Hands up who’s going on a diet this month?
Chances are that lots of us need to cut down after an over-indulgent past few weeks and one of the first things to go is often the wine. I once heard a diet-specialist say ‘don’t drink your calories’ and I think that’s fair enough because an average bottle of dry wine contains around 600 calories which is about one third of recommended daily intake for a woman. My problem isn’t necessarily the wine I consume, it’s the munchies that said wine generates whilst I’m consuming it – bowls of chips, sticks of biltong and the ever-dangerous Chuckles – all adding up to a scarily-high calorie count before I even get to supper. Ah me.
So what are the alternatives? Low and no-alcohol wine is on the increase on the shelves, but although less alcohol is good for lots of reasons, losing weight isn’t one of them if the wine has replaced alcohol with a large dollop of sugar. Alcohol is one of the things which carries flavour – a bit like fat in food – but if you’re replacing alcohol with sugar to give the wine more oomph, then you’re kidding yourself that it’s doing you any good. A new-ish technique called spinning cone technology is a big improvement in low/no alcohol wines. This machine spins the wine round so fast that the component parts (water, alcohol, flavour etc) are separated out before being captured and reassembled without the alcohol. This results in a more flavoursome wine, although I have to say that it still lacks the intensity of a normal bottle.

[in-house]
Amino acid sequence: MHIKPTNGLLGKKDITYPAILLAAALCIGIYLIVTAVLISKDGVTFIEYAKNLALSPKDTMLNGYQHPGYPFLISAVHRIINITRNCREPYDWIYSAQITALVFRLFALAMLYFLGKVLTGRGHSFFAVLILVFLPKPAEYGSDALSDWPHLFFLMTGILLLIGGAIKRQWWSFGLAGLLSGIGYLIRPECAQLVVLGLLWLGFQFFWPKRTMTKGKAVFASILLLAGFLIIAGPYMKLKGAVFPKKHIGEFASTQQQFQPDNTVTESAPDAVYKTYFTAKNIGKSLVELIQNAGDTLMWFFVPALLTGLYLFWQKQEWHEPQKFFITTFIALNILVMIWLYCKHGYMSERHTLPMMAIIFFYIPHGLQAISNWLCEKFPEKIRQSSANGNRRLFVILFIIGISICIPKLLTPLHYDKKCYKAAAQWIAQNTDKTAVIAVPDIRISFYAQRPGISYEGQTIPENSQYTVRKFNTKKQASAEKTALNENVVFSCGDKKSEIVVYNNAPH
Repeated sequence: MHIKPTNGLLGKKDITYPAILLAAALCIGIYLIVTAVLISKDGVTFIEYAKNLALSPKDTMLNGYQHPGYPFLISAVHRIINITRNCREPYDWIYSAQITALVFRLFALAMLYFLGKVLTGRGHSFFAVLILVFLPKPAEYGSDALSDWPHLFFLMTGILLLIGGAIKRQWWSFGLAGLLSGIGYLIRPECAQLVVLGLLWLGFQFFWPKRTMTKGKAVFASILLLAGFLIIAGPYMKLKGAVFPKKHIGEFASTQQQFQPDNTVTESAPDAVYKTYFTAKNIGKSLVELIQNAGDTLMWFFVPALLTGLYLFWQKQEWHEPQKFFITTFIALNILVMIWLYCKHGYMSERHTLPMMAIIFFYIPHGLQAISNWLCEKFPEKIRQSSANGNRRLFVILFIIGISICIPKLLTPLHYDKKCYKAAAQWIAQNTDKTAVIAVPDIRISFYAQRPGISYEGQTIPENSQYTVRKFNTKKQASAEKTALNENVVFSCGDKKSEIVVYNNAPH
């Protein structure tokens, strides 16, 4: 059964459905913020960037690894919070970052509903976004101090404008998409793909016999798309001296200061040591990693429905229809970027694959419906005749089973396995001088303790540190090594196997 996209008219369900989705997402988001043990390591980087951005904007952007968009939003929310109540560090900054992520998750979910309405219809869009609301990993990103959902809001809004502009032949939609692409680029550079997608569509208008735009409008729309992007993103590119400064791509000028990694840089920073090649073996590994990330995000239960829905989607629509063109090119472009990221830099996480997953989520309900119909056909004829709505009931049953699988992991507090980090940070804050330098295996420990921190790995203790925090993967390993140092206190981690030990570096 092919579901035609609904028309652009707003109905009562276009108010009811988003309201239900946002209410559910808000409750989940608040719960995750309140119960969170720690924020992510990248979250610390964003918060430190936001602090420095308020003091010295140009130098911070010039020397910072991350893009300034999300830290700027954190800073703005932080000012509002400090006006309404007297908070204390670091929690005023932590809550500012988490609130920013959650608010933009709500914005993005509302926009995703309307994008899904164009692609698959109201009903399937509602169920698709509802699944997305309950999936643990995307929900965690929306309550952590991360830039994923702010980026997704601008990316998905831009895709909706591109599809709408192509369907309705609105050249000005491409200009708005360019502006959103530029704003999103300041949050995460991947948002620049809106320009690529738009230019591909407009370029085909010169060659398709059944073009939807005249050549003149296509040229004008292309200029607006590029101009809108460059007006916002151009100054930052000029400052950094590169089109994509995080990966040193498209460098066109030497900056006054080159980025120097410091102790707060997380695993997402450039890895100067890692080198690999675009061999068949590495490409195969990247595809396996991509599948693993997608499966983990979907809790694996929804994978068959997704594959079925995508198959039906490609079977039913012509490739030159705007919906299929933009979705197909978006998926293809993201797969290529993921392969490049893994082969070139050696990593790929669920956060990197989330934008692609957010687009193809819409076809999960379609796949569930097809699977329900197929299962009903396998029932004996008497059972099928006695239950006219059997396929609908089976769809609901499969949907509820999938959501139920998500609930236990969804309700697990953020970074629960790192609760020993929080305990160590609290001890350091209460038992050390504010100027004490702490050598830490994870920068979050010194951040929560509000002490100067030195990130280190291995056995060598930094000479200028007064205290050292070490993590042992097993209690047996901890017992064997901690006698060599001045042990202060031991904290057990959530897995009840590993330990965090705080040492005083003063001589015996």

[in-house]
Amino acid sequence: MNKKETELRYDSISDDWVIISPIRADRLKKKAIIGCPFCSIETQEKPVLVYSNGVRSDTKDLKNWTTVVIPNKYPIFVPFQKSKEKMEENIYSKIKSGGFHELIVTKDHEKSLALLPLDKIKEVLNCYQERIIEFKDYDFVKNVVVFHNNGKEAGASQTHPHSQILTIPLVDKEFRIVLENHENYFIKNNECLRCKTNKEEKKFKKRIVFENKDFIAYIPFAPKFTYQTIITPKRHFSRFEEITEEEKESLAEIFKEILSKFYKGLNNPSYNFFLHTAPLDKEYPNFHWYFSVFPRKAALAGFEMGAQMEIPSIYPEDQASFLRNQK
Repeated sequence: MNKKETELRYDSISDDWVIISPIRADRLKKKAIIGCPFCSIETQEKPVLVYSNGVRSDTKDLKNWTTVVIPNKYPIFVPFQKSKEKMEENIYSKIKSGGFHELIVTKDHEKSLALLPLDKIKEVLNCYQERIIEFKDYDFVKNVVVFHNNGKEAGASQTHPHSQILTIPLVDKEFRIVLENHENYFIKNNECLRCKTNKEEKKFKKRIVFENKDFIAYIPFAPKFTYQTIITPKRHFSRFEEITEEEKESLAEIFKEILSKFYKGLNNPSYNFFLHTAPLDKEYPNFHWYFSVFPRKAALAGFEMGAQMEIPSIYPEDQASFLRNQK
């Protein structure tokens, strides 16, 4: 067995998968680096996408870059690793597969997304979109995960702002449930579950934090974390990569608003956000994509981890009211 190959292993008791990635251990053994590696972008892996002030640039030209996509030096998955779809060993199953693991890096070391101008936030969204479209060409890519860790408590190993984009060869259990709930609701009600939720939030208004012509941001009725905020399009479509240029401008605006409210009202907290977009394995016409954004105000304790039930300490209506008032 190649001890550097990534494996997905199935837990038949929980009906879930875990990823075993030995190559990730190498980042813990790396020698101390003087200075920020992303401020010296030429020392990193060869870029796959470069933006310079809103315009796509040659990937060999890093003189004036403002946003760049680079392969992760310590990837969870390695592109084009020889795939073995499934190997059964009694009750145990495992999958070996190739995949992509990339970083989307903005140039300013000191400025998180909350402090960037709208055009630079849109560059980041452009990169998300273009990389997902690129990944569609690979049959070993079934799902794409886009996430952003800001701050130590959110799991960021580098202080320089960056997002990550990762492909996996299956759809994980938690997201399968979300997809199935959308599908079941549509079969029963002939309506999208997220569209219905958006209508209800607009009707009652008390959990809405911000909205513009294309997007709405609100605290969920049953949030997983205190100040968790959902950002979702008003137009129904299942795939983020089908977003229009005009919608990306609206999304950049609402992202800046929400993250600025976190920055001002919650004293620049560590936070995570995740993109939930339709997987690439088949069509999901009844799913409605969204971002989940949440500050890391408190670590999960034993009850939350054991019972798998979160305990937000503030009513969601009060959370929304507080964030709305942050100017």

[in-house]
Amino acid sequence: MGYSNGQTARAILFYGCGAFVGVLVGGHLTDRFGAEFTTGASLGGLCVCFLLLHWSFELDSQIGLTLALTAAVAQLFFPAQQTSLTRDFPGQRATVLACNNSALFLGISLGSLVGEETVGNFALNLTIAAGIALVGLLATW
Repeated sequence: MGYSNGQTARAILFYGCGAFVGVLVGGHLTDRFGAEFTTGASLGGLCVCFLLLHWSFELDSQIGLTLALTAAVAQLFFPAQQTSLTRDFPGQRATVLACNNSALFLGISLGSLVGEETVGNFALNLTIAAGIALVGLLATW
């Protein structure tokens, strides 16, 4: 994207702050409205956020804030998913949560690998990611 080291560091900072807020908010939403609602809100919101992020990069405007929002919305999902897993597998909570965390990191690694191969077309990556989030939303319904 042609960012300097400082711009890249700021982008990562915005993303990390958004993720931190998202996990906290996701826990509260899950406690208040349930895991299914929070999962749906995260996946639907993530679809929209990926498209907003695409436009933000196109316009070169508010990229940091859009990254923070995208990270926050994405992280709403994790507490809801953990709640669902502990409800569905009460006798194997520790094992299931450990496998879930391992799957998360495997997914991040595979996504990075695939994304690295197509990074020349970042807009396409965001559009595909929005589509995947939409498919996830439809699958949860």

In New Zealand, Dr John Forrest is experimenting with producing grapes with lower sugar levels in the first place. After many years, he’s discovered that leaving certain leaves in place to shade and protect the grapes retains acidity without adding sugar, allowing him to leave the grapes on the vines for longer so they develop full flavours for the wine. The resulting wine comes in a around 9.5% abv without any manipulation in the cellar and is proving a big hit both in New Zealand and around the world. Is this something we could try in South Africa? Very possibly.
The biggest problem with all these ‘healthy’ alternatives is that unless you cut down on quantity, it will make absolutely no difference to you at the end of the day. We’ve all done it haven’t we – eaten 2 of the low-cal biscuits instead of 1, drunk half the bottle of low-cal wine instead of a glass because it’s ‘good for us’. I once went to a dietitian who earnestly urged me ‘Surely you can manage to stick to just one small glass of wine per week?’ and when I said ‘no’, it kind of terminated our relationship (I had another one who said ‘I really can’t see any reason why anyone ever needs to eat butter’ and I got up and walked out of her office at once. I mean – who needs that kind of negativity in their life?).
Sadly, I think the only option is to get some balance in our lives – no wine on a school night, a glass or two at the weekends seems to work for many of us. And if you can stick to that – especially sticking to only a glass and not a bottle – then I think we deserve to drink something delicious, packed with flavour and totally worth the calories. My mother has always maintained ‘A little of what you fancy does you good’ and on that basis, I raise a full- fat, no-holds barred glass and wish you ‘cheers’ to a healthier 2023.